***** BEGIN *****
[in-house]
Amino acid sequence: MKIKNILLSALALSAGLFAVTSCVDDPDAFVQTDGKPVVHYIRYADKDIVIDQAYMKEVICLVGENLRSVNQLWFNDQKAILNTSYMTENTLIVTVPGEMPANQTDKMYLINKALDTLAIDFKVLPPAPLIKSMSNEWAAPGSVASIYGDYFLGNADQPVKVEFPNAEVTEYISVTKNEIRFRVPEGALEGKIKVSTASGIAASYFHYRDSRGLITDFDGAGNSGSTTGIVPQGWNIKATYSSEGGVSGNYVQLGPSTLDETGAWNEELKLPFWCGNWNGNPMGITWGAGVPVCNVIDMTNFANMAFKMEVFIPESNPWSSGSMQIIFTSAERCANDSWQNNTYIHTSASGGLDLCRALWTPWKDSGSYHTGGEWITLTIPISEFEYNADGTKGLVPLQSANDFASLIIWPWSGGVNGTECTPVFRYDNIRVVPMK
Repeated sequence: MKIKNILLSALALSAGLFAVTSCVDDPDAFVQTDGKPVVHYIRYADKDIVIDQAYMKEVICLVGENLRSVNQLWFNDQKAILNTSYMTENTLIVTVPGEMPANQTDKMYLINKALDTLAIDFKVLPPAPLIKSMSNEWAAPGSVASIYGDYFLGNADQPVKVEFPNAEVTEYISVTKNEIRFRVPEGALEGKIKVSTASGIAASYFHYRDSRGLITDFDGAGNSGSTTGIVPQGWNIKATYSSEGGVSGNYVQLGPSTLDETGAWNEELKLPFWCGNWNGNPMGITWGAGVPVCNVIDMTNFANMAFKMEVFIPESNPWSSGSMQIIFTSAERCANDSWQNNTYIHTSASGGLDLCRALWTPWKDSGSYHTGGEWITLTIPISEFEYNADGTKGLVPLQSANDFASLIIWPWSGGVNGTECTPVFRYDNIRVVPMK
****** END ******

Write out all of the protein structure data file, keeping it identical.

[in-house]
Amino acid sequence: MKIKNILLSALALSAGLFAVTSCVDDPDAFVQTDGKPVVHYIRYADKDIVIDQAYMKEVICLVGENLRSVNQLWFNDQKAILNTSYMTENTLIVTVPGEMPANQTDKMYLINKALDTLAIDFKVLPPAPLIKSMSNEWAAPGSVASIYGDYFLGNADQPVKVEFPNAEVTEYISVTKNEIRFRVPEGALEGKIKVSTASGIAASYFHYRDSRGLITDFDGAGNSGSTTGIVPQGWNIKATYSSEGGVSGNYVQLGPSTLDETGAWNEELKLPFWCGNWNGNPMGITWGAGVPVCNVIDMTNFANMAFKMEVFIPESNPWSSGSMQIIFTSAERCANDSWQNNTYIHTSASGGLDLCRALWTPWKDSGSYHTGGEWITLTIPISEFEYNADGTKGLVPLQSANDFASLIIWPWSGGVNGTECTPVFRYDNIRVVPMK
Repeated sequence: MKIKNILLSALALSAGLFAVTSCVDDPDAFVQTDGKPVVHYIRYADKDIVIDQAYMKEVICLVGENLRSVNQLWFNDQKAILNTSYMTENTLIVTVPGEMPANQTDKMYLINKALDTLAIDFKVLPPAPLIKSMSNEWAAPGSVASIYGDYFLGNADQPVKVEFPNAEVTEYISVTKNEIRFRVPEGALEGKIKVSTASGIAASYFHYRDSRGLITDFDGAGNSGSTTGIVPQGWNIKATYSSEGGVSGNYVQLGPSTLDETGAWNEELKLPFWCGNWNGNPMGITWGAGVPVCNVIDMTNFANMAFKMEVFIPESNPWSSGSMQIIFTSAERCANDSWQNNTYIHTSASGGLDLCRALWTPWKDSGSYHTGGEWITLTIPISEFEYNADGTKGLVPLQSANDFASLIIWPWSGGVNGTECTPVFRYDNIRVVPMK